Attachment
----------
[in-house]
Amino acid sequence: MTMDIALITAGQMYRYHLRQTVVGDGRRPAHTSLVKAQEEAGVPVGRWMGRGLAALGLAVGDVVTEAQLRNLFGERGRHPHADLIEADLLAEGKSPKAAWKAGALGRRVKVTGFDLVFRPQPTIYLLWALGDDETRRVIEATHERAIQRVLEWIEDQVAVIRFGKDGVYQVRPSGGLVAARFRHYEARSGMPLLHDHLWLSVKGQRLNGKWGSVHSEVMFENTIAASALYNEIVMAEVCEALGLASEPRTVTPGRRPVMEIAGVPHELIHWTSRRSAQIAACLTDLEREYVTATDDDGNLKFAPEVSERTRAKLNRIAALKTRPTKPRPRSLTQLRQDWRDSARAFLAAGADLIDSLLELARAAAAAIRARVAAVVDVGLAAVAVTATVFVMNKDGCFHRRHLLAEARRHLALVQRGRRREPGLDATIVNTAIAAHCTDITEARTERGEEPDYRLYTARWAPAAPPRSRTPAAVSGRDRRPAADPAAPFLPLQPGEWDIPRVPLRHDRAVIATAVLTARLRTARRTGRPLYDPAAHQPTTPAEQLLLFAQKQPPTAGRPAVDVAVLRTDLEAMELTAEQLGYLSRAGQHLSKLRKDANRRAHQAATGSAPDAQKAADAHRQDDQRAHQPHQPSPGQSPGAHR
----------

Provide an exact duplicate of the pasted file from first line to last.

[in-house]
Amino acid sequence: MTMDIALITAGQMYRYHLRQTVVGDGRRPAHTSLVKAQEEAGVPVGRWMGRGLAALGLAVGDVVTEAQLRNLFGERGRHPHADLIEADLLAEGKSPKAAWKAGALGRRVKVTGFDLVFRPQPTIYLLWALGDDETRRVIEATHERAIQRVLEWIEDQVAVIRFGKDGVYQVRPSGGLVAARFRHYEARSGMPLLHDHLWLSVKGQRLNGKWGSVHSEVMFENTIAASALYNEIVMAEVCEALGLASEPRTVTPGRRPVMEIAGVPHELIHWTSRRSAQIAACLTDLEREYVTATDDDGNLKFAPEVSERTRAKLNRIAALKTRPTKPRPRSLTQLRQDWRDSARAFLAAGADLIDSLLELARAAAAAIRARVAAVVDVGLAAVAVTATVFVMNKDGCFHRRHLLAEARRHLALVQRGRRREPGLDATIVNTAIAAHCTDITEARTERGEEPDYRLYTARWAPAAPPRSRTPAAVSGRDRRPAADPAAPFLPLQPGEWDIPRVPLRHDRAVIATAVLTARLRTARRTGRPLYDPAAHQPTTPAEQLLLFAQKQPPTAGRPAVDVAVLRTDLEAMELTAEQLGYLSRAGQHLSKLRKDANRRAHQAATGSAPDAQKAADAHRQDDQRAHQPHQPSPGQSPGAHR